Freight 101 Library

Home > Freight 101 Library > Freight Shipping Hazardous Material Table: Freight Tools

Freight Shipping Hazardous Material Table: Freight Tools

Read all about shipping hazardous materials & dangerous goods – regulations, documentation, and more.


Delve into a comprehensive understanding of the nine Hazardous Materials (HAZMAT) classes in the United States to gain crucial insights into how they impact your freight and shipping requirements. By clicking on any symbol in our Hazardous Materials Table, you can unlock a wealth of information that illuminates the nature of each class and its specific implications for transportation.

Classifying hazardous materials is vital for ensuring the safety of both transportation personnel and the general public. From Class 1, encompassing explosive materials, to Class 9, which includes miscellaneous hazardous substances, each class is characterized by distinct properties that influence handling, packaging, and transportation protocols.

Whether you are a shipper, carrier, or involved in the logistics of hazardous materials, a nuanced understanding of these classes is indispensable for navigating the intricacies of transporting potentially dangerous goods. Click on any symbol in our Hazardous Materials Table to embark on a journey of knowledge that ensures the safe and efficient movement of hazardous materials through the transportation network.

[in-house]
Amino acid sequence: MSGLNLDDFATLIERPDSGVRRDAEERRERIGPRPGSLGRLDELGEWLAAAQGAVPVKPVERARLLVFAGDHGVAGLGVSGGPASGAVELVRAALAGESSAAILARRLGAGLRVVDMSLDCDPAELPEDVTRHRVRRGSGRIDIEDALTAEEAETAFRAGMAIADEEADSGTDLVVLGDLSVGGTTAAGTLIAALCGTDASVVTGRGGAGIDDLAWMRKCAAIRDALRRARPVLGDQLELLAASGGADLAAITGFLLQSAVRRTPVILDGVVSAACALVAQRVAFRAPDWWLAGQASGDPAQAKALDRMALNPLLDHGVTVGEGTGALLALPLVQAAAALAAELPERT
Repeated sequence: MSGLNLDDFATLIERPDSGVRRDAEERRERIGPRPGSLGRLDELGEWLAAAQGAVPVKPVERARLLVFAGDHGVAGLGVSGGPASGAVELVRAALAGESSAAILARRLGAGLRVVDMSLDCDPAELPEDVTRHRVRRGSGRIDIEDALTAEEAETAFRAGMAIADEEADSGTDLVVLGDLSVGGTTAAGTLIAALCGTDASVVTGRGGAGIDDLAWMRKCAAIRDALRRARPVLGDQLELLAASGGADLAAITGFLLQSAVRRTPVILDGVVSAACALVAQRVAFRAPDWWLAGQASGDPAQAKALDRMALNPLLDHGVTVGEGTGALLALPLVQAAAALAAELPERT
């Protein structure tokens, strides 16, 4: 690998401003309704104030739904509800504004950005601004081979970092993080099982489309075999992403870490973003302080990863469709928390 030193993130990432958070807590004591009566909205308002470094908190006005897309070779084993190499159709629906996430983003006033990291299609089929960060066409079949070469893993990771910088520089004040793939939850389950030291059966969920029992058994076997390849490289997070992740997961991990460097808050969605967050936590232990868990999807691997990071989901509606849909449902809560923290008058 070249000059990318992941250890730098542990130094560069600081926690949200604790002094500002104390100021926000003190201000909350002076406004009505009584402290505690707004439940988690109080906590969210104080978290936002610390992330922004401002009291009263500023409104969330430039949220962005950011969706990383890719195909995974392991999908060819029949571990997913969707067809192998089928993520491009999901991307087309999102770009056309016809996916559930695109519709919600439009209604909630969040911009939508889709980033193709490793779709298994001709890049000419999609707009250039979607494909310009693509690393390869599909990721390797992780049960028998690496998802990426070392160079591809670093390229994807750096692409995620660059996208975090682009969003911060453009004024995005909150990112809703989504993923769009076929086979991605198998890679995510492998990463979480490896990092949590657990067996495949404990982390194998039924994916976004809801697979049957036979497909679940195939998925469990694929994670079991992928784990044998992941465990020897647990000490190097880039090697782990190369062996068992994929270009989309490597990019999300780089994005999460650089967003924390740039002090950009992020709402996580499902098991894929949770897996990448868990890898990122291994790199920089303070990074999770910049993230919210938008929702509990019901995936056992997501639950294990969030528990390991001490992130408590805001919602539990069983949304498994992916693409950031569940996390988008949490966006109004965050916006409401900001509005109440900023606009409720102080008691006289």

Transportation of Dangerous Goods FAQs

What are “dangerous goods”?

“Dangerous goods” are defined as any solids, liquids, or gases with hazardous susceptibilities that can cause harm to living things, property, or the environment. In the US, UK, and Canada, these goods are referred to as hazardous materials or HAZMAT. Dangerous goods can include materials that are radioactive, flammable, toxic, explosive, and those of similar characterizations.

How are hazardous materials classified for freight shipping?

There are nine overarching classes of hazardous materials, most of which are then further divided into multiple subcategories. Each hazard class is assigned its own diamond shaped label to communicate the hazard and class number. Hazard classifications are also known as hazard identifiers.

Scroll through the above Hazardous Materials Table to explore each of the nine HAZMAT classes more thoroughly.

What are some examples of common hazardous materials?